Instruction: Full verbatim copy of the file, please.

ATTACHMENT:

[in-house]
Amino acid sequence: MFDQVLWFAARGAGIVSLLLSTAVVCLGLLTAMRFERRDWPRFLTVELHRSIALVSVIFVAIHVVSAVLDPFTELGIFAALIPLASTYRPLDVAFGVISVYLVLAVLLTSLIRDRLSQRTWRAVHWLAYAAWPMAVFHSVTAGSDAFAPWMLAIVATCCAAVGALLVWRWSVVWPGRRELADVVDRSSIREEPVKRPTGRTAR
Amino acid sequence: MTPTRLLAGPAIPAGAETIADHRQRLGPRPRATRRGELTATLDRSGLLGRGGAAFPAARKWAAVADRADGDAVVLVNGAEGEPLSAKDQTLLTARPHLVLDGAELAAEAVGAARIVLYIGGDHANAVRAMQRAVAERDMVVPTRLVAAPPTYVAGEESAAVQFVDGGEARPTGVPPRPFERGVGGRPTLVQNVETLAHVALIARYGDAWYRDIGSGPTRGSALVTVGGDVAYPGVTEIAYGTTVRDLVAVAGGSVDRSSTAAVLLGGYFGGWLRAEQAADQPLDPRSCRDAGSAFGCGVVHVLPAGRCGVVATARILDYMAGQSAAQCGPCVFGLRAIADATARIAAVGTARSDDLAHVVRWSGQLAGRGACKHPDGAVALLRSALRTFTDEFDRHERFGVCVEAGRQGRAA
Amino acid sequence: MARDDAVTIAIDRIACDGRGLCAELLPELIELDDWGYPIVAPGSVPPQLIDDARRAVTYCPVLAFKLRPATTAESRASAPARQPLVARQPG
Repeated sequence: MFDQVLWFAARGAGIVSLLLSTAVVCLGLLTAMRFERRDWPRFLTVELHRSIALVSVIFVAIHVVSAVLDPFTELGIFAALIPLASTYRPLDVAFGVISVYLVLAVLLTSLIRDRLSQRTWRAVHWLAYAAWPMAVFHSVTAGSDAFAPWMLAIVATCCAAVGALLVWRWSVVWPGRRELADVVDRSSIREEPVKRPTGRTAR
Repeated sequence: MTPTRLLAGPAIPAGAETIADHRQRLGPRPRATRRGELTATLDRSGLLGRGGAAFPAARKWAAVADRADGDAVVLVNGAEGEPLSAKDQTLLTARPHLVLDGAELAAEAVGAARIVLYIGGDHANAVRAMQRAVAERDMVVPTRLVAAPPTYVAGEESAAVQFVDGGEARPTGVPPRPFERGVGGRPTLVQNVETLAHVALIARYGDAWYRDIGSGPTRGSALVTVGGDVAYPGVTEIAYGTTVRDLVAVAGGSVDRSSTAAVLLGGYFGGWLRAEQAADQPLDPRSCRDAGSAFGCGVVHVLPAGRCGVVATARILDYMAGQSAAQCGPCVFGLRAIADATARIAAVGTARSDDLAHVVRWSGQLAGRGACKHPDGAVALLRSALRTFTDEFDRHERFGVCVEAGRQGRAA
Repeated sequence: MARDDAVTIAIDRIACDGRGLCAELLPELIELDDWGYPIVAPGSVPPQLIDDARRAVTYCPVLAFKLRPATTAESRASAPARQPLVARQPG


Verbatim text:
[in-house]
Amino acid sequence: MFDQVLWFAARGAGIVSLLLSTAVVCLGLLTAMRFERRDWPRFLTVELHRSIALVSVIFVAIHVVSAVLDPFTELGIFAALIPLASTYRPLDVAFGVISVYLVLAVLLTSLIRDRLSQRTWRAVHWLAYAAWPMAVFHSVTAGSDAFAPWMLAIVATCCAAVGALLVWRWSVVWPGRRELADVVDRSSIREEPVKRPTGRTAR
Amino acid sequence: MTPTRLLAGPAIPAGAETIADHRQRLGPRPRATRRGELTATLDRSGLLGRGGAAFPAARKWAAVADRADGDAVVLVNGAEGEPLSAKDQTLLTARPHLVLDGAELAAEAVGAARIVLYIGGDHANAVRAMQRAVAERDMVVPTRLVAAPPTYVAGEESAAVQFVDGGEARPTGVPPRPFERGVGGRPTLVQNVETLAHVALIARYGDAWYRDIGSGPTRGSALVTVGGDVAYPGVTEIAYGTTVRDLVAVAGGSVDRSSTAAVLLGGYFGGWLRAEQAADQPLDPRSCRDAGSAFGCGVVHVLPAGRCGVVATARILDYMAGQSAAQCGPCVFGLRAIADATARIAAVGTARSDDLAHVVRWSGQLAGRGACKHPDGAVALLRSALRTFTDEFDRHERFGVCVEAGRQGRAA
Amino acid sequence: MARDDAVTIAIDRIACDGRGLCAELLPELIELDDWGYPIVAPGSVPPQLIDDARRAVTYCPVLAFKLRPATTAESRASAPARQPLVARQPG
Repeated sequence: MFDQVLWFAARGAGIVSLLLSTAVVCLGLLTAMRFERRDWPRFLTVELHRSIALVSVIFVAIHVVSAVLDPFTELGIFAALIPLASTYRPLDVAFGVISVYLVLAVLLTSLIRDRLSQRTWRAVHWLAYAAWPMAVFHSVTAGSDAFAPWMLAIVATCCAAVGALLVWRWSVVWPGRRELADVVDRSSIREEPVKRPTGRTAR
Repeated sequence: MTPTRLLAGPAIPAGAETIADHRQRLGPRPRATRRGELTATLDRSGLLGRGGAAFPAARKWAAVADRADGDAVVLVNGAEGEPLSAKDQTLLTARPHLVLDGAELAAEAVGAARIVLYIGGDHANAVRAMQRAVAERDMVVPTRLVAAPPTYVAGEESAAVQFVDGGEARPTGVPPRPFERGVGGRPTLVQNVETLAHVALIARYGDAWYRDIGSGPTRGSALVTVGGDVAYPGVTEIAYGTTVRDLVAVAGGSVDRSSTAAVLLGGYFGGWLRAEQAADQPLDPRSCRDAGSAFGCGVVHVLPAGRCGVVATARILDYMAGQSAAQCGPCVFGLRAIADATARIAAVGTARSDDLAHVVRWSGQLAGRGACKHPDGAVALLRSALRTFTDEFDRHERFGVCVEAGRQGRAA
Repeated sequence: MARDDAVTIAIDRIACDGRGLCAELLPELIELDDWGYPIVAPGSVPPQLIDDARRAVTYCPVLAFKLRPATTAESRASAPARQPLVARQPG